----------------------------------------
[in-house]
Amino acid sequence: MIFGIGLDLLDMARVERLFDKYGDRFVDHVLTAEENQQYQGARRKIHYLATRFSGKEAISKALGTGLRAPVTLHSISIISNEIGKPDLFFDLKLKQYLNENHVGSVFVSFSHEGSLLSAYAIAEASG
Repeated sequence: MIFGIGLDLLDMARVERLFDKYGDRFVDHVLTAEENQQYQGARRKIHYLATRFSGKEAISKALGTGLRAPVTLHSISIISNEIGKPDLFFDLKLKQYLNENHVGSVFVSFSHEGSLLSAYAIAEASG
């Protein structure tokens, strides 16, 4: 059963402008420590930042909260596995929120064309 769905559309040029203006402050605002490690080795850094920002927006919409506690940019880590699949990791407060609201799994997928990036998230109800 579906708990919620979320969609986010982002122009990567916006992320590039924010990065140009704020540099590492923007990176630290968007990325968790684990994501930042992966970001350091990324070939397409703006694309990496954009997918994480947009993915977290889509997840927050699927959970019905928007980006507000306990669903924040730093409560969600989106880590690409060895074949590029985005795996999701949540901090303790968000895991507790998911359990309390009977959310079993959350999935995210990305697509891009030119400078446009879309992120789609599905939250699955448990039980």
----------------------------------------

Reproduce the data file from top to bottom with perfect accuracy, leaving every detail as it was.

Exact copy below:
[in-house]
Amino acid sequence: MIFGIGLDLLDMARVERLFDKYGDRFVDHVLTAEENQQYQGARRKIHYLATRFSGKEAISKALGTGLRAPVTLHSISIISNEIGKPDLFFDLKLKQYLNENHVGSVFVSFSHEGSLLSAYAIAEASG
Repeated sequence: MIFGIGLDLLDMARVERLFDKYGDRFVDHVLTAEENQQYQGARRKIHYLATRFSGKEAISKALGTGLRAPVTLHSISIISNEIGKPDLFFDLKLKQYLNENHVGSVFVSFSHEGSLLSAYAIAEASG
């Protein structure tokens, strides 16, 4: 059963402008420590930042909260596995929120064309 769905559309040029203006402050605002490690080795850094920002927006919409506690940019880590699949990791407060609201799994997928990036998230109800 579906708990919620979320969609986010982002122009990567916006992320590039924010990065140009704020540099590492923007990176630290968007990325968790684990994501930042992966970001350091990324070939397409703006694309990496954009997918994480947009993915977290889509997840927050699927959970019905928007980006507000306990669903924040730093409560969600989106880590690409060895074949590029985005795996999701949540901090303790968000895991507790998911359990309390009977959310079993959350999935995210990305697509891009030119400078446009879309992120789609599905939250699955448990039980």